Todd Smith´s last blog post..Can you help me on this product label design?

Bev January 20, 2009 at 11:57 pm

I didn’t see the red one when I first looked. I like that one a lot! It will get noticed on a shelf amongst many.

Sarah January 21, 2009 at 5:22 pm

Todd,
I tend to prefer very clean, serene product canvases – so I like where you were going with #7. A few questions for you:
– Is there one overwhelming benefit that Dr. Mishra’s products deliver? I think other people are sort of getting at the same issue when they automatically ask – who is the target? It’s not that you don’t have feminine cues, you do – but there is an insight and human connection missing somewhere. Try to focus on the benefit clearly and then see how you might express that idea.
– Could color be helpful in designating certain product lines (e.g. clays vs. vitamins vs. liquids)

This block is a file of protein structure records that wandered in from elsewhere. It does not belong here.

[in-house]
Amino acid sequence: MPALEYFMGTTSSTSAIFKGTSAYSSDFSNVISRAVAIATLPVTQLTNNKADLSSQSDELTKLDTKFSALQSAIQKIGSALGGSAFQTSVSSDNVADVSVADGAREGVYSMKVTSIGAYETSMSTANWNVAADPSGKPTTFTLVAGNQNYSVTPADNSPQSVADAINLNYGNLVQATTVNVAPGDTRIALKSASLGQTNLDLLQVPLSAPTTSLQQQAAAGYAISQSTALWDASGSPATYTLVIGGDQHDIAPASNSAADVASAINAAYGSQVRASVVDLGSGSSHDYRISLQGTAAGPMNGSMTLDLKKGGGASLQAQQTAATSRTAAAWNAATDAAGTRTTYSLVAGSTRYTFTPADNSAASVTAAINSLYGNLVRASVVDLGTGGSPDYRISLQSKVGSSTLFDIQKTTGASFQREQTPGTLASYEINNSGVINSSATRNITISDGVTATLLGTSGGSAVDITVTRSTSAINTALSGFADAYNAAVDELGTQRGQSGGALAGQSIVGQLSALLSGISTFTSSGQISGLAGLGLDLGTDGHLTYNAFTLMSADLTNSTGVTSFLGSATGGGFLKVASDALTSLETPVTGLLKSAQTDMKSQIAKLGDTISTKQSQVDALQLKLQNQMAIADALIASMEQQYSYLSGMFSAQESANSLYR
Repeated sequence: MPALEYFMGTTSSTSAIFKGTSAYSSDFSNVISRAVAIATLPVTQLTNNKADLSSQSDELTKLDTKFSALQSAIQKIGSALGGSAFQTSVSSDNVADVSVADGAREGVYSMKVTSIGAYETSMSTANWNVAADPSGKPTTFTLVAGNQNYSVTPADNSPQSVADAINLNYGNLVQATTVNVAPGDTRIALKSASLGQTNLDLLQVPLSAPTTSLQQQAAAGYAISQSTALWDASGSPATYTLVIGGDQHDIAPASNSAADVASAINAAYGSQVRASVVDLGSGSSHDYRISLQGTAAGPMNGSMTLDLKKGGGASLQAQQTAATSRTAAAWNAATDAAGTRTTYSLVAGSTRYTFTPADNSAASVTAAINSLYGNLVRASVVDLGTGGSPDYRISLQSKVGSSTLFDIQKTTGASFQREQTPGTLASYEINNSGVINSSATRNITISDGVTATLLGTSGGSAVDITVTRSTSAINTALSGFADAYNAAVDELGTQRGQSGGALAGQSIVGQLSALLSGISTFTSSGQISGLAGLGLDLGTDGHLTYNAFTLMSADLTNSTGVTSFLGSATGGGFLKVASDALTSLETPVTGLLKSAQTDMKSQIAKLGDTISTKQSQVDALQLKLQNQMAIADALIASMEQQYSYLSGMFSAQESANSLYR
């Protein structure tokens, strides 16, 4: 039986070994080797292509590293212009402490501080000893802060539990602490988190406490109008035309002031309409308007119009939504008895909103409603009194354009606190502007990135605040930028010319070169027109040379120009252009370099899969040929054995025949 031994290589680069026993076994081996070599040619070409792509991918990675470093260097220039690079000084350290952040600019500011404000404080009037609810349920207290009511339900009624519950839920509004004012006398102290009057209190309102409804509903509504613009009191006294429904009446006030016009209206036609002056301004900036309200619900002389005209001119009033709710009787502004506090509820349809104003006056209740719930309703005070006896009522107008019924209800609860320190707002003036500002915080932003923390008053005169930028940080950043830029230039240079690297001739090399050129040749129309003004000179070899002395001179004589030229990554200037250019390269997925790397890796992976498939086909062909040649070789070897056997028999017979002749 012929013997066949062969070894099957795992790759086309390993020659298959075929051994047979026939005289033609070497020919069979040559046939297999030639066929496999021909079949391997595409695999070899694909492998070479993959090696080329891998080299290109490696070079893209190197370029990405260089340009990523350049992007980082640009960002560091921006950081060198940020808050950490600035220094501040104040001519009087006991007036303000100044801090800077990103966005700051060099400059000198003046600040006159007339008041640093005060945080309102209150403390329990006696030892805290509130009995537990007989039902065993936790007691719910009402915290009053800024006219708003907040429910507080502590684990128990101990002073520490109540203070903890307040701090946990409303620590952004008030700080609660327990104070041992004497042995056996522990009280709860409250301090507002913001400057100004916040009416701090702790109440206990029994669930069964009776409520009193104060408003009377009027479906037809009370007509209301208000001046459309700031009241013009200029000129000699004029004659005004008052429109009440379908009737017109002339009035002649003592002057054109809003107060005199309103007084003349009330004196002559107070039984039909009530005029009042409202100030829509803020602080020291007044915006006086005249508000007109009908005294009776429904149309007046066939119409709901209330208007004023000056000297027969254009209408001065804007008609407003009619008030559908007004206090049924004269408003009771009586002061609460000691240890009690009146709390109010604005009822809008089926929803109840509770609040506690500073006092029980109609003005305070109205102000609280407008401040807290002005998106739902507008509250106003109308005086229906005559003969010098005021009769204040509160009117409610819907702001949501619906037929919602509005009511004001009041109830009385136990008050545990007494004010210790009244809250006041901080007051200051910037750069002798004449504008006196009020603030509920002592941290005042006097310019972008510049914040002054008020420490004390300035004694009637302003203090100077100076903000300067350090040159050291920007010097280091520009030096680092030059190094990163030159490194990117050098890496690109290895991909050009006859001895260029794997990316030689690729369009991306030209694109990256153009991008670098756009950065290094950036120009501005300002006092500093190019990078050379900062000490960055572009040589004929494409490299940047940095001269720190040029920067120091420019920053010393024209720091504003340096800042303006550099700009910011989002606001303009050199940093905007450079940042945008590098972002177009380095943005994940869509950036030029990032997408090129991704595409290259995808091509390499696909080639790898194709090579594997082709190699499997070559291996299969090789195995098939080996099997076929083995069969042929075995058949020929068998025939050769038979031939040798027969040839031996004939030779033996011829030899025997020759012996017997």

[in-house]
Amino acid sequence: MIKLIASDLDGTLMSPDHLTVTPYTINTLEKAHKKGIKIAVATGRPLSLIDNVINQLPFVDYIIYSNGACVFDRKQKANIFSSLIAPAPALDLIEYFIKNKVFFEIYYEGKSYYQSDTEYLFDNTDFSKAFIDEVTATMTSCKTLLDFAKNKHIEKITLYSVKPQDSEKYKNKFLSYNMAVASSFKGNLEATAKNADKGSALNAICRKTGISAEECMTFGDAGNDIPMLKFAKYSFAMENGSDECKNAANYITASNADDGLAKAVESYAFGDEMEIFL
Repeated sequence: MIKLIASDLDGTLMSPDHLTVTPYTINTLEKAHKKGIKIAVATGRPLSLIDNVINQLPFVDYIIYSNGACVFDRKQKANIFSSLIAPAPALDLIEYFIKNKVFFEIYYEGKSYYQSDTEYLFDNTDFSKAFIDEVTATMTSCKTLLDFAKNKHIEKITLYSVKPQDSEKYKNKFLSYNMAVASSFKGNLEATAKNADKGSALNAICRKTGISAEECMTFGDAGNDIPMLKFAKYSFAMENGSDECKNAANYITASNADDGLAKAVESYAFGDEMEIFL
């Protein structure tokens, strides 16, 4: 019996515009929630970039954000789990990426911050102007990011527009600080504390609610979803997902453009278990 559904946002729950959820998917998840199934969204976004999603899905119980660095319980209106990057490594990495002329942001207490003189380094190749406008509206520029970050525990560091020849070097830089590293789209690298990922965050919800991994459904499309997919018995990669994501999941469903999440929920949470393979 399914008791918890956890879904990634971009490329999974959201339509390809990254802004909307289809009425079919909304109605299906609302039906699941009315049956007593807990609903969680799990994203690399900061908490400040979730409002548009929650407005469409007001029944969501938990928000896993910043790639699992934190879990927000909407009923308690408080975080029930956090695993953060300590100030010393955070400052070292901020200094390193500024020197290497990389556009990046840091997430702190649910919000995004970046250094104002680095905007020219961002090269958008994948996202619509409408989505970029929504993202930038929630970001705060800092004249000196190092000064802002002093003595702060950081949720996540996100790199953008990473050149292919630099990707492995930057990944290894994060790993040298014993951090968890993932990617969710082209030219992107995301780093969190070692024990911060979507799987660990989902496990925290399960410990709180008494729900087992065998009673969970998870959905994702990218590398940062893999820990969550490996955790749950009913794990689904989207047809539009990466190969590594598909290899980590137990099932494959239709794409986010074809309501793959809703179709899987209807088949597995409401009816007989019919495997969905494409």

– I think the hierarchy you have is clear (Dr. Mishra, then vitamin name) and well done.
– On Dr. Mishra’s logo – I wonder if there is a different treatment. The square is very masculine and strong. Would rounding the edges help? Would un-blocking it help? Take a look at the following brands and how they do logo/packaging. It could be interesting to go down a path that’s simpler and logo-driven (maybe iconographic) than using embellishments or literal pictures. Another alternative would be to go with a distinctly colored/shaped container and a very simple logo/information (like the third option on the list). Again, it should be rooted in the idea of why Dr. Mishra is making these vitamins in the first place. Why are his different from the thousands of other generic options on the market? Why should busy women feel like they’re made for them?
http://www.perriconemd.com/
http://www.thedieline.com/blog.....min-b.html
http://www.thedieline.com/blog.....fragrance/ go to very bottom of the page to see the blue Neal’s Yard Remedies

Hope that helps!